Interventions for alcohol and drug abuse are also an important component to rehabilitation. Norris & Neagle (1990) state that between 20% and 25% of clients admitted with a diagnosis of schizophrenia report recent substance abuse. Jones (1995) states that exacerbation of symptoms during the recovery and maintenance phase is the complication of drug and alcohol abuse. Keltner et al (1991) observed that 88% of the drugs abused were alcohol, marijuana and cocaine. The problem of drug abuse among schizophrenics must be addressed and confronted by exploration, education, supervision, monitoring and peer discussions. Behavioral techniques, supportive therapy and family involvement will also be effective. The possible referral to special drug and alcohol rehabilitation programs may also be utilized.

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Entitlements

Entitlements

In the best of all conceivable worlds, each individual with schizophrenia would be granted unconditional access to continuous, comprehensive and co-ordinated care as well as consistent financial stability. Finances are an important need in order to meet basic needs such as shelter, food, clothing and spending money. Personal needs such as hygiene, personal safety and medical care also need attention. Interpersonal relationships, emotional support, recreational and vocational activities and community involvement are not often thought of as entitlements, and need to be looked at as well. As important as medical management of symptoms, these needs must be met before a person can develop a sense of well being. It is the responsibility of those charged with the rehabilitation to educate the schizophrenic and families about these entitlements and to assist them with accessing them as fully as possible.

It is very important to be sensitive to the financial needs of the individual suffering from schizophrenia. If providing for one’s basic needs goes unmet, unnecessary and unwanted outcomes may result, including, relapses, medical problems, homelessness and trouble with the law. Financial stability becomes a crucial part of the rehabilitation. Thornton & Seeman (1993) state that having some money in one’s pocket is a potent source of self-esteem. To discover how financial aid can be accessed, it is important to consult with a social worker and advocate for the schizophrenic. Social assistance can be a blessing even though assistance programs do not provide much money. Regardless of the situation, every effort should be made to aid the individual in all matters financial and to obtain the maximum financial benefit available.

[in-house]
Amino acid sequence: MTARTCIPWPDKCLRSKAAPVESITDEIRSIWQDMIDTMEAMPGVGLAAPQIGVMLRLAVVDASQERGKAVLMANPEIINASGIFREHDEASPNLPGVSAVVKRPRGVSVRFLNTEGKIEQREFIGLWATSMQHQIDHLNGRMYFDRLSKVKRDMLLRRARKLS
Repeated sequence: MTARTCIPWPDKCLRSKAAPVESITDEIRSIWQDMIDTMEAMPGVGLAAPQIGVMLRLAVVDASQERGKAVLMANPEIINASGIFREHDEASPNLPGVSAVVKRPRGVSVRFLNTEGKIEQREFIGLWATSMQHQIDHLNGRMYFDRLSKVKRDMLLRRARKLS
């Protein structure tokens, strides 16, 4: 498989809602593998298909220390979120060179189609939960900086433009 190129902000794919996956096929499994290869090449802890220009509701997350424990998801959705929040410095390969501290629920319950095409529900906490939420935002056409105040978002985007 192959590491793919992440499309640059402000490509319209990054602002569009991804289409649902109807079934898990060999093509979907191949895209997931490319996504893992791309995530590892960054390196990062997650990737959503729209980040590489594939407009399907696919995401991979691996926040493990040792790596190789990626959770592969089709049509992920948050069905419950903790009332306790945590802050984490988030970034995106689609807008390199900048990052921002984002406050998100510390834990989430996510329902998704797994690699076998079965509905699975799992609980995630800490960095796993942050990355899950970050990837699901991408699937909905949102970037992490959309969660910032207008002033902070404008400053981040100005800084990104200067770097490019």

Some schizophrenics have great difficulty in managing their money. For those who have difficulty, there is a tendency to spend all their money at once, leaving bills and payments unpaid. This in turn can lead to borrowing from friends and relatives as well as begging and theft. Thornton & Seeman (1993) tell of one such example:
Sam receives his monthly cheque on a Friday. He spends most of it entertaining friends, eating out, and going to the movies. On Monday, he arrives at his parents’ home looking despondent. He has not paid his rent and has lost his room. The family has experienced this same series of events several times.(p. 53)

These problems can be dealt with by educating the schizophrenic about budgeting and assisting the person to manage his or her money responsibly. Direction in banking procedures, help with shopping, monthly budget lists, visits with nutritionists and patience would be required. If money mismanagement continues, trustees may be involved on a voluntary basis or on an involuntary basis if the schizophrenic is judged to be financially incompetent.

Where should the schizophrenic live? In the family home, boarding home, group home or own apartment. The ideal place is subject to the individual’s needs and what is available. The schizophrenic’s requirements must first be assessed before housing options can be determined. Carson & Arnold (1996) state: